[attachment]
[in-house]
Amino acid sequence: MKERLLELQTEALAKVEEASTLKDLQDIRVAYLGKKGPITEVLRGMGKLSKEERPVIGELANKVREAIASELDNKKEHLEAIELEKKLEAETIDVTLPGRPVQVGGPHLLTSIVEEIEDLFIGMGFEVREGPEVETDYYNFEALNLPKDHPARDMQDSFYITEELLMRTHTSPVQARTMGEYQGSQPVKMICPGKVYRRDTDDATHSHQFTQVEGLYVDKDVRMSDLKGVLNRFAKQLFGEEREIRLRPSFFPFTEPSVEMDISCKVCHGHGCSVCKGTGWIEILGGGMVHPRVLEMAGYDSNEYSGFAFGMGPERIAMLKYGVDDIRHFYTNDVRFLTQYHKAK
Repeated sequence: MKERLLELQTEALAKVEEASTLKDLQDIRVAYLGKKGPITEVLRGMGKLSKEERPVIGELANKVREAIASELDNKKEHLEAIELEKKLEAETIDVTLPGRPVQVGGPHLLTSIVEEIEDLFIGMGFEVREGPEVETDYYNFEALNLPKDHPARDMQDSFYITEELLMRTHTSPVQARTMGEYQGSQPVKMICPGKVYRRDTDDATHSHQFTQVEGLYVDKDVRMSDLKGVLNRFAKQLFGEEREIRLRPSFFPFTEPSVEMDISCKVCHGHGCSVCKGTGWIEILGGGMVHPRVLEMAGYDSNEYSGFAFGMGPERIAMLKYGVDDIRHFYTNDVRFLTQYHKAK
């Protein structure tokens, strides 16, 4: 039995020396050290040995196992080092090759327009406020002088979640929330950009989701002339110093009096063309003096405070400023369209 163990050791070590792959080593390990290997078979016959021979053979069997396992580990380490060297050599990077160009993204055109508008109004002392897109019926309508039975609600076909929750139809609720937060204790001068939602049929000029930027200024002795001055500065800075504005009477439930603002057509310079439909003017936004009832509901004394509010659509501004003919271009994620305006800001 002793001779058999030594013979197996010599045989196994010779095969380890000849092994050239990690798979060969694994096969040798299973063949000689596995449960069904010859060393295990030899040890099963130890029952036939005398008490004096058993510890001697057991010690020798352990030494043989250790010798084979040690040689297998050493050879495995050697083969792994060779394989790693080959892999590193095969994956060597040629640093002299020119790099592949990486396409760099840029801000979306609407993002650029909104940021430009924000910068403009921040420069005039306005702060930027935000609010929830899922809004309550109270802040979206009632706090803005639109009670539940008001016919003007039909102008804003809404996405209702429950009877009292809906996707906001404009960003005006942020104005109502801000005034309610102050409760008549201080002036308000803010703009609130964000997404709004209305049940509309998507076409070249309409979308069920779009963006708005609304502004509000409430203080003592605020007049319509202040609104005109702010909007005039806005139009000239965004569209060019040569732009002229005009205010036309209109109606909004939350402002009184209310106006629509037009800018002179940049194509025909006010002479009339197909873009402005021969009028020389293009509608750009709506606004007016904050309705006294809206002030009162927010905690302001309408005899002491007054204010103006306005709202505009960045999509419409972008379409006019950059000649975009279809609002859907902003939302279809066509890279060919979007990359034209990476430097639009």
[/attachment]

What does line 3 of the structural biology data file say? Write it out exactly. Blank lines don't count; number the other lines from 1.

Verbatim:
Repeated sequence: MKERLLELQTEALAKVEEASTLKDLQDIRVAYLGKKGPITEVLRGMGKLSKEERPVIGELANKVREAIASELDNKKEHLEAIELEKKLEAETIDVTLPGRPVQVGGPHLLTSIVEEIEDLFIGMGFEVREGPEVETDYYNFEALNLPKDHPARDMQDSFYITEELLMRTHTSPVQARTMGEYQGSQPVKMICPGKVYRRDTDDATHSHQFTQVEGLYVDKDVRMSDLKGVLNRFAKQLFGEEREIRLRPSFFPFTEPSVEMDISCKVCHGHGCSVCKGTGWIEILGGGMVHPRVLEMAGYDSNEYSGFAFGMGPERIAMLKYGVDDIRHFYTNDVRFLTQYHKAK